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Actor Michael Gold Suffers a Heart Attack during Rehearsal

Michael E. Gold photoThe story of how Michael Gold became the star of Irving Berlin’s “White Christmas” at the Buell Theatre in Denver is one of magic and Christmas miracles.

The past year has been a year of change for Michael. When he lost his 10-year-old golden retriever, Sadie, this summer he made a promise to her that he would get into the best shape of his life. And, with diet and exercise, the actor/artist lost 18 pounds by walking on a treadmill for 40 minutes every morning, taking evening walks and eating a nutritious diet.

“As an actor and dancer, I have always taken care of myself because you never know what role might come along,” explains Michael. “But I knew I could do better and at 57-years-old, I was truly in the best shape of my life.”

He also decided to reduce the stress in his life and in early fall left the visual arts job he had with a corporate company. He wanted to get back to acting and creative arts, and the corporate pressure was creating lots of stress and keeping him from what he loved.

“Shortly after I left that job, the auditions for ‘White Christmas’ opened,” says Michael. “On Halloween, I was at the first rehearsal as the understudy for Bob, the Bing Crosby character.” Michael was doing everything he loved, singing, dancing, acting, and reconnecting with friends at the Denver Center.

While at rehearsal about a month later, Nov. 30, Michael started sweating much more than normal while rehearsing one of the numbers. “I was feeling funny and knew something wasn’t right, so I asked if I could sit down for a few minutes,” says Michael. “I started to feel better, but as soon as I began moving again, it was worse. I called my life partner, Christine Miller, who is a nurse. She said she’d come get me and take me to the hospital, but when traffic slowed her down, she told me to call 911.”

When paramedics arrived at the theatre and checked Michael’s heart rhythm, it was clear Michael was having a heart attack and he needed to be taken to the closest hospital immediately. They took him to Denver Health.

“I couldn’t believe this was happening since I was in such good health,” says Michael. “It was upsetting and scary, but everyone took great care of me. Dr. Joel Garcia was in the cath lab, and he was wonderful. He talked to me through the whole procedure.”

Michael suffered what many call the “widow maker.” A blocked artery prevents blood from getting to the heart and often results in death. Due to Michael’s otherwise good health and getting to the cath lab right away so the blockage could be removed, he has had a quick and full recovery.

“The care given to me and my loved ones while I was at Denver Health was amazing,” explains Michael. “The cath lab staff was wonderful. An EMT, Joe Fishborne, knew Christine and found her in the lobby for me. I really appreciated that they also made a special point to comfort her. The nurses in the Medical Intensive Care Unit, Angela, Helena and Jace, were incredible with me and my loved ones, too. All my cardiac care was coordinated by Cardiologist Edward Havranek, MD, and his magnificent team.”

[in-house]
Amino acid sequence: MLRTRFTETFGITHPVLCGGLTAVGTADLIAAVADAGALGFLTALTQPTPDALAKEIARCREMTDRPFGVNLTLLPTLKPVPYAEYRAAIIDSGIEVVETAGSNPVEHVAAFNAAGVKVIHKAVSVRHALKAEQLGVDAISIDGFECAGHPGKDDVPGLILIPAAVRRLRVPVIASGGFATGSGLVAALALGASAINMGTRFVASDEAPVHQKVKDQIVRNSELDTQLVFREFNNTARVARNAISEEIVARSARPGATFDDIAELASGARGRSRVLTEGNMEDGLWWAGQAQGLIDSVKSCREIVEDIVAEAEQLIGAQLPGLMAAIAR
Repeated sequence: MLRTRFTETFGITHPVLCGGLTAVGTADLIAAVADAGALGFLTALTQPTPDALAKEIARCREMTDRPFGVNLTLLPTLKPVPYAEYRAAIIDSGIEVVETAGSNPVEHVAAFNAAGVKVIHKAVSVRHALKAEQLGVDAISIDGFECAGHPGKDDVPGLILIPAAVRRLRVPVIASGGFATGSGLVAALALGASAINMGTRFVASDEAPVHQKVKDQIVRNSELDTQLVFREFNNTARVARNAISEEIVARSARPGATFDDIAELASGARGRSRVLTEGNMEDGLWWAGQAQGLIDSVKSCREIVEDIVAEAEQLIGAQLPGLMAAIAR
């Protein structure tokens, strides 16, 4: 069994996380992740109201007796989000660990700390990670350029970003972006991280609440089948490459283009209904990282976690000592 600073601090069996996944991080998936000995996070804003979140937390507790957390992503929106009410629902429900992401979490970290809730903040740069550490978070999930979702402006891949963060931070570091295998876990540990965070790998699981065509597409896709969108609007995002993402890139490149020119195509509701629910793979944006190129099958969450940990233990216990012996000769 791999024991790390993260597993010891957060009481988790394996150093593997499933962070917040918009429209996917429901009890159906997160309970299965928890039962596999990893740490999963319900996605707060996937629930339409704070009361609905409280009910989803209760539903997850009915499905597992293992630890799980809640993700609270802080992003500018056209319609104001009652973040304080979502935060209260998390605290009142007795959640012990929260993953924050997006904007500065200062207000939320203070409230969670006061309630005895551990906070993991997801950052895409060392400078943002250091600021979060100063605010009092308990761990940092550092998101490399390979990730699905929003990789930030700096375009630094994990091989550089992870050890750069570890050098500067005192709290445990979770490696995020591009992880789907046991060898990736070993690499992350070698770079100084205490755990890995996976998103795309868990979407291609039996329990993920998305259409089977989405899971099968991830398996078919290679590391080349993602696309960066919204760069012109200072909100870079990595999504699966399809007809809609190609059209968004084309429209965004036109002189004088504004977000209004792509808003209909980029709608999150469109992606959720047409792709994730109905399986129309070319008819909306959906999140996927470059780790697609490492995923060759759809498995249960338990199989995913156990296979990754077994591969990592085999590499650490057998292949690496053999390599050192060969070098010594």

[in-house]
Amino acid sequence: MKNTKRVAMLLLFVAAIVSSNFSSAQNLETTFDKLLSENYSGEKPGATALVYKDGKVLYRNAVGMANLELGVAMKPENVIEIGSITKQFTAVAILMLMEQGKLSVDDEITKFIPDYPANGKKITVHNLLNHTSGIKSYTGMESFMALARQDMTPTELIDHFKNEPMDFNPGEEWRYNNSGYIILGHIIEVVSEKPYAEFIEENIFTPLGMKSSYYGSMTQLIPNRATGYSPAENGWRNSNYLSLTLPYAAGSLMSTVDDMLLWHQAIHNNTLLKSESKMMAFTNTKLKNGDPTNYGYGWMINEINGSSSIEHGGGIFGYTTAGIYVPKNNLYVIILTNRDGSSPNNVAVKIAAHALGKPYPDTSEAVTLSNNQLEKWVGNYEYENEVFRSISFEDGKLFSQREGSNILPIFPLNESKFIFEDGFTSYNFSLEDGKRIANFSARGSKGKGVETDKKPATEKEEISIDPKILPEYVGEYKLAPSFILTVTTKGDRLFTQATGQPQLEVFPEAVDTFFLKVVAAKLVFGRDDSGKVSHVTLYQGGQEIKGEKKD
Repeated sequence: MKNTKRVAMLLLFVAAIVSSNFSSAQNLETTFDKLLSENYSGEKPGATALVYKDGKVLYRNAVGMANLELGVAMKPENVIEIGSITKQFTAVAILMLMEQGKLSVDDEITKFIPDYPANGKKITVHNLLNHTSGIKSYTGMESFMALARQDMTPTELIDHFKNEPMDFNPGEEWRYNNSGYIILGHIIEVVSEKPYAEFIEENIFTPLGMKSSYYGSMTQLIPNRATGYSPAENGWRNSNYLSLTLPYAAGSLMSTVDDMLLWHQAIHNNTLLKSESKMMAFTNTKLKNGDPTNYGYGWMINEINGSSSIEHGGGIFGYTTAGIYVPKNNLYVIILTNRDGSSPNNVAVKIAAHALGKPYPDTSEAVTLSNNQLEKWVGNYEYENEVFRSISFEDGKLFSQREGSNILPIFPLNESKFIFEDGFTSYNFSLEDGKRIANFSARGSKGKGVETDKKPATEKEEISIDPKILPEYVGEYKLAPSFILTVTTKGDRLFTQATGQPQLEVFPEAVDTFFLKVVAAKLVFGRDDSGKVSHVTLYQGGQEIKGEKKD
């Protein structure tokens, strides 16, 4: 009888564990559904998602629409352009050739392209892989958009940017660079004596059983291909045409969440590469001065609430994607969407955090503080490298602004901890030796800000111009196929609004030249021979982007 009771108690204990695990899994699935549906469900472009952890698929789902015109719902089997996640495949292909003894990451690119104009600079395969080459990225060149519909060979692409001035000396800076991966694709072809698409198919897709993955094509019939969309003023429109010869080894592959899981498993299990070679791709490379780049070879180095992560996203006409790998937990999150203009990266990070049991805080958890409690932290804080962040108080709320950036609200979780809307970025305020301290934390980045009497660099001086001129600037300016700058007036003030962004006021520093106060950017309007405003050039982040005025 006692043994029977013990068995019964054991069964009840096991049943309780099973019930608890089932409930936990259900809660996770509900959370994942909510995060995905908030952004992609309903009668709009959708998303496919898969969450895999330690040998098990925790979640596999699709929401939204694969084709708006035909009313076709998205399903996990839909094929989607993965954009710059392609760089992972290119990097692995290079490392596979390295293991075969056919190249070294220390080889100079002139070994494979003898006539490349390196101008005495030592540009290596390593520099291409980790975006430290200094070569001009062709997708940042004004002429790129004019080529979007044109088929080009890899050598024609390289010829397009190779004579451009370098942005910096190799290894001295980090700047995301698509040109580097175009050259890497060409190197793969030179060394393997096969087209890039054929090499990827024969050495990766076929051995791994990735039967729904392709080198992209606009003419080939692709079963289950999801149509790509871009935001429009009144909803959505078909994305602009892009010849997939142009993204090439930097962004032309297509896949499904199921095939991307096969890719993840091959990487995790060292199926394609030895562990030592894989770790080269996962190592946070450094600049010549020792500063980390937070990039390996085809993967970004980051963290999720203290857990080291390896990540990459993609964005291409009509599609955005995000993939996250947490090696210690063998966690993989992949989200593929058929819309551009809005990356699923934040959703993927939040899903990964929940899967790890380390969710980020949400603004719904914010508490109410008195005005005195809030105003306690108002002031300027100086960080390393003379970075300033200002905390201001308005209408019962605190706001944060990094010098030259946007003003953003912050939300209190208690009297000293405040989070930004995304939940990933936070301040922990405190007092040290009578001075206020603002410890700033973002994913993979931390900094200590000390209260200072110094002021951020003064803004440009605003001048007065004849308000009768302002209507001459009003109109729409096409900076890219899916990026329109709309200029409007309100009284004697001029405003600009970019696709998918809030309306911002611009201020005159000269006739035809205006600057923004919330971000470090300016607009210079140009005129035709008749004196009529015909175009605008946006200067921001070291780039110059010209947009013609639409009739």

Michael also raves about Terry Wilcox, a nurse practitioner at Denver Health. She and Christine know each other, and Terry provided comfort to both Michael and Christine.

“Terry was there for us when we needed her. She was the nurse educator for me, and she did an unbelievable job,” says Michael. “She even called me at home the following weekend to see how I was doing. She herself was sick, but was thinking about me. That meant a lot to us.”

Michael arrived at Denver Health on a Friday and the following Monday he went home. On Wednesday he and Christine went for a half-hour walk. He also received a call from the “White Christmas” stage manager asking Michael if he’d watch the Wednesday evening show, explaining they might need his help over the weekend.

“I knew the lead actor was struggling with his voice, and while Christine and I sat watching the show that Wednesday, it was clear he was really working hard during the first act. I was concerned when he didn’t come out to sing the last number before intermission,” says Michael.

It was then he received a text from the stage manager asking him to meet backstage at intermission.

“I said yes as soon as I saw him,” laughs Michael. “He really wanted to find out how I was feeling only five days after a heart attack. But with the lead character struggling with his voice, we both agreed that I could go on for the second act.”

A quick make-up job and an announcement over the PA system that Michael would be the lead for the second act and Michael was up singing Christmas songs.

“The next morning I went to my primary care physician to get clearance for what I had done,” jokes Michael. “My physician cleared me for performing, and I did six more complete shows that week before the lead was ready to return.

“I am so grateful to everyone who helped me. And, this whole social media thing is amazing. I had friends from college reaching out to see how I was doing. There is a reason for me to be here. I’m very much an artist personality and can get emotional. I tell friends that I’ve always been a Hallmark card, but now I’m a box of Hallmark cards.”